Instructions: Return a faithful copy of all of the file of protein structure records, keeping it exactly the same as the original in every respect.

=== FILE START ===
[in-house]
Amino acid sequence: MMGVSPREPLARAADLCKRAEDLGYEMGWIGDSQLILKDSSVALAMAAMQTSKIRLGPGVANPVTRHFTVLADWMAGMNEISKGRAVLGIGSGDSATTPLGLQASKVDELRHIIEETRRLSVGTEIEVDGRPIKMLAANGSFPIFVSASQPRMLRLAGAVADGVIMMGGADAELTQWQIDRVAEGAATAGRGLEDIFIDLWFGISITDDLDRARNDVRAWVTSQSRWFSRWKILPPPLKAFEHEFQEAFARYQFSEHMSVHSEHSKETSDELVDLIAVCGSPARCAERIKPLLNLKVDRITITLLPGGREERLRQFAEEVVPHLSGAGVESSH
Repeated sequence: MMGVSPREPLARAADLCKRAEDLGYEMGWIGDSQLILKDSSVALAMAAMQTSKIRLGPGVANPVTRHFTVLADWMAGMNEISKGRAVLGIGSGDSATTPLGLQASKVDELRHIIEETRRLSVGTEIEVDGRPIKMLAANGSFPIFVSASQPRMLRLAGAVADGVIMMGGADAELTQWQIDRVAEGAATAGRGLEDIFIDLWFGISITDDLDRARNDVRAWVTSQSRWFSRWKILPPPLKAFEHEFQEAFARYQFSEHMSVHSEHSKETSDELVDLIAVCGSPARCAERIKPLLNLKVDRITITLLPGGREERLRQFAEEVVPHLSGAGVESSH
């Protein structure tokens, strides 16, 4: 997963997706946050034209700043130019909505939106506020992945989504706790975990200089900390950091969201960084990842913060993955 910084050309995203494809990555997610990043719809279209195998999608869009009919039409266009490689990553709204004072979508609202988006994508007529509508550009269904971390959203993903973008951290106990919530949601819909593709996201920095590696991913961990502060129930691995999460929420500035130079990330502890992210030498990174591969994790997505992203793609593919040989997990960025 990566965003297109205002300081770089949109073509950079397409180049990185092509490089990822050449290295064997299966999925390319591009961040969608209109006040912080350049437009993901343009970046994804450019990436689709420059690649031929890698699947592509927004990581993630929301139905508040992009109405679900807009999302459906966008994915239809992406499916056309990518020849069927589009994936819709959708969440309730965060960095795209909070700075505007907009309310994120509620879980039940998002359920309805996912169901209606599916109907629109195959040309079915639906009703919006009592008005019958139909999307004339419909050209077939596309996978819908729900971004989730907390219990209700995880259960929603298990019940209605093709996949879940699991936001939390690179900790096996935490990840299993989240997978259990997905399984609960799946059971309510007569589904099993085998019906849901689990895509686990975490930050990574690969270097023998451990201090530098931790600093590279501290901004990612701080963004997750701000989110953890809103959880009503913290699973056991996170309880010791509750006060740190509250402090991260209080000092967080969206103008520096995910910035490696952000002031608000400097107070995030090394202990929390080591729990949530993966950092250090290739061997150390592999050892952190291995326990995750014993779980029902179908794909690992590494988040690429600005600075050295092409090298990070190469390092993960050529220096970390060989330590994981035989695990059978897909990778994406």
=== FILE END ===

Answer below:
[in-house]
Amino acid sequence: MMGVSPREPLARAADLCKRAEDLGYEMGWIGDSQLILKDSSVALAMAAMQTSKIRLGPGVANPVTRHFTVLADWMAGMNEISKGRAVLGIGSGDSATTPLGLQASKVDELRHIIEETRRLSVGTEIEVDGRPIKMLAANGSFPIFVSASQPRMLRLAGAVADGVIMMGGADAELTQWQIDRVAEGAATAGRGLEDIFIDLWFGISITDDLDRARNDVRAWVTSQSRWFSRWKILPPPLKAFEHEFQEAFARYQFSEHMSVHSEHSKETSDELVDLIAVCGSPARCAERIKPLLNLKVDRITITLLPGGREERLRQFAEEVVPHLSGAGVESSH
Repeated sequence: MMGVSPREPLARAADLCKRAEDLGYEMGWIGDSQLILKDSSVALAMAAMQTSKIRLGPGVANPVTRHFTVLADWMAGMNEISKGRAVLGIGSGDSATTPLGLQASKVDELRHIIEETRRLSVGTEIEVDGRPIKMLAANGSFPIFVSASQPRMLRLAGAVADGVIMMGGADAELTQWQIDRVAEGAATAGRGLEDIFIDLWFGISITDDLDRARNDVRAWVTSQSRWFSRWKILPPPLKAFEHEFQEAFARYQFSEHMSVHSEHSKETSDELVDLIAVCGSPARCAERIKPLLNLKVDRITITLLPGGREERLRQFAEEVVPHLSGAGVESSH
């Protein structure tokens, strides 16, 4: 997963997706946050034209700043130019909505939106506020992945989504706790975990200089900390950091969201960084990842913060993955 910084050309995203494809990555997610990043719809279209195998999608869009009919039409266009490689990553709204004072979508609202988006994508007529509508550009269904971390959203993903973008951290106990919530949601819909593709996201920095590696991913961990502060129930691995999460929420500035130079990330502890992210030498990174591969994790997505992203793609593919040989997990960025 990566965003297109205002300081770089949109073509950079397409180049990185092509490089990822050449290295064997299966999925390319591009961040969608209109006040912080350049437009993901343009970046994804450019990436689709420059690649031929890698699947592509927004990581993630929301139905508040992009109405679900807009999302459906966008994915239809992406499916056309990518020849069927589009994936819709959708969440309730965060960095795209909070700075505007907009309310994120509620879980039940998002359920309805996912169901209606599916109907629109195959040309079915639906009703919006009592008005019958139909999307004339419909050209077939596309996978819908729900971004989730907390219990209700995880259960929603298990019940209605093709996949879940699991936001939390690179900790096996935490990840299993989240997978259990997905399984609960799946059971309510007569589904099993085998019906849901689990895509686990975490930050990574690969270097023998451990201090530098931790600093590279501290901004990612701080963004997750701000989110953890809103959880009503913290699973056991996170309880010791509750006060740190509250402090991260209080000092967080969206103008520096995910910035490696952000002031608000400097107070995030090394202990929390080591729990949530993966950092250090290739061997150390592999050892952190291995326990995750014993779980029902179908794909690992590494988040690429600005600075050295092409090298990070190469390092993960050529220096970390060989330590994981035989695990059978897909990778994406």